Your drivetrain problem? From the hip, and no disrespect meant, okay? Part of it was your lack of skill complicated by the special touch needed with friction shifters. The other part was a poor adjustment of your liimiting screw on the front derailleur.
My call, keeping in mind that you are an athlete capable of considerable power and, therefore, ruin. Replace the wheeset for your own safety. Get a new chain and get your front der properly adjusted. Be patient with learning how to shift as a function of learning how to ride. It's akin to learning to drive with a stick versus a slush box. Sure it may just be a bicycle, and forcrissakes, how hard could it be, but remember, never take tools, power, and performance for granted; there is skill in there somwhere.
So forget about all that upgrade talk as $500 is only the beginning because you have to install and adjust it. It doesn't sound to me like you have the skills yet so you will have to pay someone to do it. So we're talking $600-700 now. Save those sort of bucks for when you know more about the sport and what you need in a NEW bike.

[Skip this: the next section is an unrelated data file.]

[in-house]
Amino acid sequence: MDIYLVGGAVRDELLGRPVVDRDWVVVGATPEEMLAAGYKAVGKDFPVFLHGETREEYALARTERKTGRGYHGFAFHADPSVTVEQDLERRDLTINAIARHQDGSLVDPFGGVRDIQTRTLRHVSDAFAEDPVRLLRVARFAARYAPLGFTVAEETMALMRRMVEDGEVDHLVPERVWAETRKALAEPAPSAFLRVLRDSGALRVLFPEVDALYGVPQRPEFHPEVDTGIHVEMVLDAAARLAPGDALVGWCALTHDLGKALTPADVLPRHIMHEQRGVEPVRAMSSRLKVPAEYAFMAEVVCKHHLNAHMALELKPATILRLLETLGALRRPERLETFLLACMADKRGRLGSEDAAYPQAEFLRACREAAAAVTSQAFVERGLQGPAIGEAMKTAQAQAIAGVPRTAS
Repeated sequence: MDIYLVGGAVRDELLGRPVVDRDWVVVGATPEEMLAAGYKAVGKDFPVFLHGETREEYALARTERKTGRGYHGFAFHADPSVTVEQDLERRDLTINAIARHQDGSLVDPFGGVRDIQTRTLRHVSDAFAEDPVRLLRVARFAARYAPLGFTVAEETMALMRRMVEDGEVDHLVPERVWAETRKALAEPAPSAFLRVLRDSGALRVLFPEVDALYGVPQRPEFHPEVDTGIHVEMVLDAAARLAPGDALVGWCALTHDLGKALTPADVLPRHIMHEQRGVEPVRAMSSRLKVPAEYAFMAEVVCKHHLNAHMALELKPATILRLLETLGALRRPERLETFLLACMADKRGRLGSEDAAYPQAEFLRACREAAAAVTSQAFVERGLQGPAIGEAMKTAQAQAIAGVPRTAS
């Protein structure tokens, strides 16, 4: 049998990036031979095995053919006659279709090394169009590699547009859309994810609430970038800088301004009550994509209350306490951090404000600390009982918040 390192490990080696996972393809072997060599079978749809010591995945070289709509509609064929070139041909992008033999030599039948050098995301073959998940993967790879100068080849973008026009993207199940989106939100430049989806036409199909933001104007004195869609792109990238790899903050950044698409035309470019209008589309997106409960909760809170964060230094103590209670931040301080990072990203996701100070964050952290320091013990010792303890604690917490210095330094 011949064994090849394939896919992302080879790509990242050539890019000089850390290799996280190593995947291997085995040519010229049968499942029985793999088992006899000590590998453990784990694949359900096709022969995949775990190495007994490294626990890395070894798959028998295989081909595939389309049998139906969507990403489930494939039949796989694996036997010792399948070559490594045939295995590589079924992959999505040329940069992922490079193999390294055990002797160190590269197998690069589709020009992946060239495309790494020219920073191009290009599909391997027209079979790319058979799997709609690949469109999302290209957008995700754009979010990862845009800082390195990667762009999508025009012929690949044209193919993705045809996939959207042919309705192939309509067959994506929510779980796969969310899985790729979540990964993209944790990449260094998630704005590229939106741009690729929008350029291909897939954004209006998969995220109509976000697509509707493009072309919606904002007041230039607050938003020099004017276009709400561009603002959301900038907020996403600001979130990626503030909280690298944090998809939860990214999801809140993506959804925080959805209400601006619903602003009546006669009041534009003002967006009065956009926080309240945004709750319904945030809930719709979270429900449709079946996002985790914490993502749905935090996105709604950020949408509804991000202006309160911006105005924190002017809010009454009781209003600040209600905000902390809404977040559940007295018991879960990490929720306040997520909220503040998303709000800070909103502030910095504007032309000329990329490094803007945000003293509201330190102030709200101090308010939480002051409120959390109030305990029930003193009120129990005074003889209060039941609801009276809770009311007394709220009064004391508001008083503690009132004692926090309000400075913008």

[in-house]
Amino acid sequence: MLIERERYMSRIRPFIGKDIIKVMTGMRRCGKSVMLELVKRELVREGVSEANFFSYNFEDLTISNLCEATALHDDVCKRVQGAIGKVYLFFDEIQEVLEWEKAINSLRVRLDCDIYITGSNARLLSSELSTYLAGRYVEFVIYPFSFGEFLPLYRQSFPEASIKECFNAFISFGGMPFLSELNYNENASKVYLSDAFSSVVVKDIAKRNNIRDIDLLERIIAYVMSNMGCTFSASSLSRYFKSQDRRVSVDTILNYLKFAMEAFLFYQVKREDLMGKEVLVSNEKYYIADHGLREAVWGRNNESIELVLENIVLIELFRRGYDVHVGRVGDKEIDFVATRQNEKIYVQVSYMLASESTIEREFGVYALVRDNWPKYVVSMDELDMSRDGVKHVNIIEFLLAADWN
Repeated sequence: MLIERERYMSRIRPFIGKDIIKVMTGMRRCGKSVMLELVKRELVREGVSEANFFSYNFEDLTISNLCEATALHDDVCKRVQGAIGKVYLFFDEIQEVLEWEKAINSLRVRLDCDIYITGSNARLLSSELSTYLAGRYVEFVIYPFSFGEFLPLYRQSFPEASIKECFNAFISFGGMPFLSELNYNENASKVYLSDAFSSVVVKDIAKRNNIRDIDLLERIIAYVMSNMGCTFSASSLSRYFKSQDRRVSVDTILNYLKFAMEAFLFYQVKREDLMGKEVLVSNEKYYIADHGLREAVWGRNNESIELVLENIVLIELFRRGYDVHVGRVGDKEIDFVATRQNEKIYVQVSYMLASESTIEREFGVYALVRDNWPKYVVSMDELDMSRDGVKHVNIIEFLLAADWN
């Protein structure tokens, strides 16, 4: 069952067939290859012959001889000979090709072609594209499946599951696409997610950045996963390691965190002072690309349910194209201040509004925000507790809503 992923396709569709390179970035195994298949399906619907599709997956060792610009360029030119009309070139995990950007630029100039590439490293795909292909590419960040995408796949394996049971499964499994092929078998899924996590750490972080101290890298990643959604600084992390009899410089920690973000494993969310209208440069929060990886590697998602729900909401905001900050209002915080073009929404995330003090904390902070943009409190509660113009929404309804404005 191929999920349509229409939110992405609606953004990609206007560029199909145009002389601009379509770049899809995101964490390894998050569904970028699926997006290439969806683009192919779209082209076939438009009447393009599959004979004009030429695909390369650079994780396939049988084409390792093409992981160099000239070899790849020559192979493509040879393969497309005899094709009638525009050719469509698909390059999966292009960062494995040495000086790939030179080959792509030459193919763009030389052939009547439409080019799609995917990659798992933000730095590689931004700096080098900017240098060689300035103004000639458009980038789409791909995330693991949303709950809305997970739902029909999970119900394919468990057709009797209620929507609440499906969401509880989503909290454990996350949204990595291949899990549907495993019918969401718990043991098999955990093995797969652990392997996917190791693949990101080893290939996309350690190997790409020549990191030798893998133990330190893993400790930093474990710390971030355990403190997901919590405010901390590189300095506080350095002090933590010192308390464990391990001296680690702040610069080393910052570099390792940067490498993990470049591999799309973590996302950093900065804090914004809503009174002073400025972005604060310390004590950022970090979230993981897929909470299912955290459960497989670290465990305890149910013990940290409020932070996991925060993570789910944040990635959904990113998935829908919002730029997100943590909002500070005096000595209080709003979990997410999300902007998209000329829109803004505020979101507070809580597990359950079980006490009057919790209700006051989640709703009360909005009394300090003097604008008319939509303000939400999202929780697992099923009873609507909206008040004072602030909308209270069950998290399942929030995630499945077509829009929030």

h, yeah,and learn how to place the shifter just right to avoid the noise; it's part of cycling and everyone appreciates it.
Good luck on the Tri.
Aug 24, 2003 7:53 PM
|your advice is taken...i think it was my fault combined with a front derailer that was "way to high"...i've learned to adjust the derailer now so it's centered at least i think i have...as far as all the things you said i really appreciate the honesty....i'm just gonna keep riding and keep learning and making mistakes...no upgrades for now...maybe some open/pro's in the future..thanks you guys...|
|re: shimano 600 7speed advice||desmo|
Aug 24, 2003 8:37 PM
|I picked up a '85 Trek 600 this weekend at a yard sale for twenty bucks. 6 speed with friction downtubes. 128 rear spacing but a 130 9 speed wheel slips right in with out a problem. Adjusting the limit screws out on the rear der. allows the 6 speed 600 der to easily shift the 9 speed cassette (Campy Veloce). Works swell. So if you want cheap, buy a machine built 9 speed wheelset and run with your downtube friction shifters.|| |